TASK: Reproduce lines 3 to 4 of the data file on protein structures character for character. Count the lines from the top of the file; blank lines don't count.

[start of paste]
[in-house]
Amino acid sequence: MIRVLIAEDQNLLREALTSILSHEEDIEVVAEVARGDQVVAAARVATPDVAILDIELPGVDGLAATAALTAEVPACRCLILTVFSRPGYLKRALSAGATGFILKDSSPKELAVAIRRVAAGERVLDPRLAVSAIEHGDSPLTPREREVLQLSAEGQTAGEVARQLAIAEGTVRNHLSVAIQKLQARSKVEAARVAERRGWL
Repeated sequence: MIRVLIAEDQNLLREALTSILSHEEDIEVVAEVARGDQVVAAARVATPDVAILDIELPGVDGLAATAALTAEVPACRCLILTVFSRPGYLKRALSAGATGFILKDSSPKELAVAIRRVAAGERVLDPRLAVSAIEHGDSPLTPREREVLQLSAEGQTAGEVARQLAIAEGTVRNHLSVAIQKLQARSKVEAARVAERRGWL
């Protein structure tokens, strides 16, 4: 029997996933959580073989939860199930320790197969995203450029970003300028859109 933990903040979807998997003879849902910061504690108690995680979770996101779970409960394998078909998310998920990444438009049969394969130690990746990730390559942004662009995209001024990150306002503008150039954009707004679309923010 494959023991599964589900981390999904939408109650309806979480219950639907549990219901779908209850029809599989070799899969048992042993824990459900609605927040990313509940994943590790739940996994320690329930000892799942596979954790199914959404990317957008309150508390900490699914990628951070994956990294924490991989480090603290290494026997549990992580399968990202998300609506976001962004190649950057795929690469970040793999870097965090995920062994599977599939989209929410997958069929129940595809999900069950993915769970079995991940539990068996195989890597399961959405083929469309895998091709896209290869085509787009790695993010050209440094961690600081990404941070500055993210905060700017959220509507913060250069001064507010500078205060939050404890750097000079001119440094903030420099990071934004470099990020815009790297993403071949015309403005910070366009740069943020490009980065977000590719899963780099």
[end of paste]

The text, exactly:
Repeated sequence: MIRVLIAEDQNLLREALTSILSHEEDIEVVAEVARGDQVVAAARVATPDVAILDIELPGVDGLAATAALTAEVPACRCLILTVFSRPGYLKRALSAGATGFILKDSSPKELAVAIRRVAAGERVLDPRLAVSAIEHGDSPLTPREREVLQLSAEGQTAGEVARQLAIAEGTVRNHLSVAIQKLQARSKVEAARVAERRGWL
């Protein structure tokens, strides 16, 4: 029997996933959580073989939860199930320790197969995203450029970003300028859109 933990903040979807998997003879849902910061504690108690995680979770996101779970409960394998078909998310998920990444438009049969394969130690990746990730390559942004662009995209001024990150306002503008150039954009707004679309923010 494959023991599964589900981390999904939408109650309806979480219950639907549990219901779908209850029809599989070799899969048992042993824990459900609605927040990313509940994943590790739940996994320690329930000892799942596979954790199914959404990317957008309150508390900490699914990628951070994956990294924490991989480090603290290494026997549990992580399968990202998300609506976001962004190649950057795929690469970040793999870097965090995920062994599977599939989209929410997958069929129940595809999900069950993915769970079995991940539990068996195989890597399961959405083929469309895998091709896209290869085509787009790695993010050209440094961690600081990404941070500055993210905060700017959220509507913060250069001064507010500078205060939050404890750097000079001119440094903030420099990071934004470099990020815009790297993403071949015309403005910070366009740069943020490009980065977000590719899963780099």